Biogenesis and function of lipolysosomes in developing chick hepatocytes

Miharu Kanai, Tsuyoshi Soji, Damon C. Herbert

Research output: Contribution to journalArticlepeer-review

12 Scopus citations


Proliferation of lipolysosomes is one of the characteristic aspects of embryonic chick hepatocytes. Formation of lipolysosomes is observed in the well-developed trans-Golgi network, with the highest frequency occurring from 11 to 14 days of incubation. The lipolysosomes usually contain a small and electron-dense lipid inclusion; however, during development, they gradually enlarge with an accompanying reduction in the electron density of the inclusion. Lipolysosomes isolated from neonatal chick liver homogenates were mainly composed of esterified cholesterol and showed considerably high activity of lysosomal enzymes. Moreover, the lipolysosome fraction is clearly shown to be a function of intralysosomal lipolysis via acid lipase. This accumulation of esterified cholesterol within lipolysosomes might be attributed to an excessive uptake and conversion of plasma lipoproteins to lipolysosomes. This concept is supported by the appearance of an abundance of coated pits and both 'early' and 'late' endosomes. The major components of plasma lipoprotein are low density lipoprotein (LDL) and high density lipoprotein (HDL), the cholesterol-rich lipoproteins, whose cholesterol content increases during the last week of incubation when the lipolysosomes quickly enlarge. Plasma lipoprotein particles are produced in the yolk sac epithelium from yolk very low density lipoprotein (VLDL) and transferred via the vitelline circulation to the chick liver. After hatching, when the supply of nutrients from the yolk sac is terminated, lipolysosomes immediately decrease in size and number. The cholesterol and fatty acids released are useful as an energy source and lipid metabolism in general, especially after hatching. Food intake induces the use of and accelerates the disappearance of lipolysosomes. Instead of lipolysosomes, lipid droplets appear and increase in number and size with concomitant increases of triglyceride concentrations in the liver homogenates, suggesting that lipogenesis has begun in the chick hepatocyte.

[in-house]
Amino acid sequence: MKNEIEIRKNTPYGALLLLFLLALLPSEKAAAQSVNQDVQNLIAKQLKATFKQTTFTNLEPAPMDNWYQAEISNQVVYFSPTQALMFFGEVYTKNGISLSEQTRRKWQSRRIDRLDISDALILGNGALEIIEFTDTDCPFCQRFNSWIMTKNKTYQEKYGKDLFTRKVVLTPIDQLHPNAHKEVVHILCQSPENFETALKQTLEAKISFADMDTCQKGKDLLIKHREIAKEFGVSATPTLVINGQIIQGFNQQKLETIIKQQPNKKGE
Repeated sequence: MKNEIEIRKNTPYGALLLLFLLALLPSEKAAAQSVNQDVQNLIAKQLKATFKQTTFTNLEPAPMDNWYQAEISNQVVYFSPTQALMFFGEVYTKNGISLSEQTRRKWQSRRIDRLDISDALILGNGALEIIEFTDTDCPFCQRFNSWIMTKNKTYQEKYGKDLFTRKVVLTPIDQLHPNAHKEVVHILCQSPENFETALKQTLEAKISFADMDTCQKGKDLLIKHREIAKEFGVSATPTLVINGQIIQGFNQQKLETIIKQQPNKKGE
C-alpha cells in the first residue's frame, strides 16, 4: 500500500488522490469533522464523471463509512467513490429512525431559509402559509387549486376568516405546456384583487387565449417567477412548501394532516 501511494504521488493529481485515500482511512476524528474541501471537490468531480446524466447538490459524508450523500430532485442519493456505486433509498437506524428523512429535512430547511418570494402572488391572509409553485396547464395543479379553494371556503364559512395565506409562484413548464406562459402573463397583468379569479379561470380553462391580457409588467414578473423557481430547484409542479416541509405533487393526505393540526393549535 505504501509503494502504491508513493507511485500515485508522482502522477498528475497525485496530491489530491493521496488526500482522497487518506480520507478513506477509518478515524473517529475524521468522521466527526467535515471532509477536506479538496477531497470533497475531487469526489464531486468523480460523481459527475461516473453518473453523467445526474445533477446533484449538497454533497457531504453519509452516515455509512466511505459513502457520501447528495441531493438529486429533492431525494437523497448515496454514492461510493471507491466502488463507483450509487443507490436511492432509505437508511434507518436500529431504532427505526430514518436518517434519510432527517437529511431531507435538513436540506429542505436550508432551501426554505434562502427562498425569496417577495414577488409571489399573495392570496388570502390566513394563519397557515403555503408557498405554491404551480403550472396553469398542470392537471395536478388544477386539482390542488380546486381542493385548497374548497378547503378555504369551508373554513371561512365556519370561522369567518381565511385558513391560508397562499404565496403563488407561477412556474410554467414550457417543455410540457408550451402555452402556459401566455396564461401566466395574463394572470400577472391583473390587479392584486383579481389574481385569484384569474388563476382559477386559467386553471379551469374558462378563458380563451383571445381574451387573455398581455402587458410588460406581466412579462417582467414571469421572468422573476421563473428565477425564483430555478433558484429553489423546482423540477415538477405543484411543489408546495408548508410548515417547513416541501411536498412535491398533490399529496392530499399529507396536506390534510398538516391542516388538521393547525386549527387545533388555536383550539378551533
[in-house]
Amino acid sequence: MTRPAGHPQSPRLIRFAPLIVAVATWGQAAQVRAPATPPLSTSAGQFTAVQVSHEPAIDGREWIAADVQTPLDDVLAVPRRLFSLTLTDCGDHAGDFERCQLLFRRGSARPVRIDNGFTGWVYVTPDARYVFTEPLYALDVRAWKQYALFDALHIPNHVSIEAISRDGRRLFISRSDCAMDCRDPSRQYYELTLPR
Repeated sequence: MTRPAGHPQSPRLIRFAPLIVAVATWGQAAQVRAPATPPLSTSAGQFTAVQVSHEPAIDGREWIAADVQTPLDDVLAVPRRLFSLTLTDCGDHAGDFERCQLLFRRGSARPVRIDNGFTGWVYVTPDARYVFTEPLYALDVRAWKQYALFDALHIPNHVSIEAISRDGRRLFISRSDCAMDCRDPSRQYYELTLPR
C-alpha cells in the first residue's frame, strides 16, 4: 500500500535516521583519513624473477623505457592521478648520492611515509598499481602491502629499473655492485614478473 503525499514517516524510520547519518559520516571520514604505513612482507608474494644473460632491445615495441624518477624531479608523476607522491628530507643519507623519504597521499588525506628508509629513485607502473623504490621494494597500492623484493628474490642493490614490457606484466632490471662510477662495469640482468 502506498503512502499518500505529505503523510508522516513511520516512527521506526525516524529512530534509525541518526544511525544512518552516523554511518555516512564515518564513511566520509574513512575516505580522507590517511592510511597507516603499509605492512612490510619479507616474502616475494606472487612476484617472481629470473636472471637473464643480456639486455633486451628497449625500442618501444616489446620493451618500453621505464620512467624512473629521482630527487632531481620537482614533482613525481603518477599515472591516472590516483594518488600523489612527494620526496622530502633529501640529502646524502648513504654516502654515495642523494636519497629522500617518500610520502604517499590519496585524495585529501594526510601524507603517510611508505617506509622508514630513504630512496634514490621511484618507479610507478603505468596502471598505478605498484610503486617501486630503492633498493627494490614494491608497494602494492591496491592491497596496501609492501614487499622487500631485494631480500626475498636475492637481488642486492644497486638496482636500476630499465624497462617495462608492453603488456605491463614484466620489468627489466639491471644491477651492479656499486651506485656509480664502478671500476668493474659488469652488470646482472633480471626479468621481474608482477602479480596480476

Original languageEnglish (US)
Pages (from-to)444-452
Number of pages9
JournalMicroscopy Research and Technique
Issue number5
StatePublished - Dec 1 1997
Externally publishedYes


  • Acid lipase
  • AcPase cytochemistry
  • Cholesterol
  • Endosomes
  • Lipoprotein transport

ASJC Scopus subject areas

  • Anatomy
  • Histology
  • Instrumentation
  • Medical Laboratory Technology


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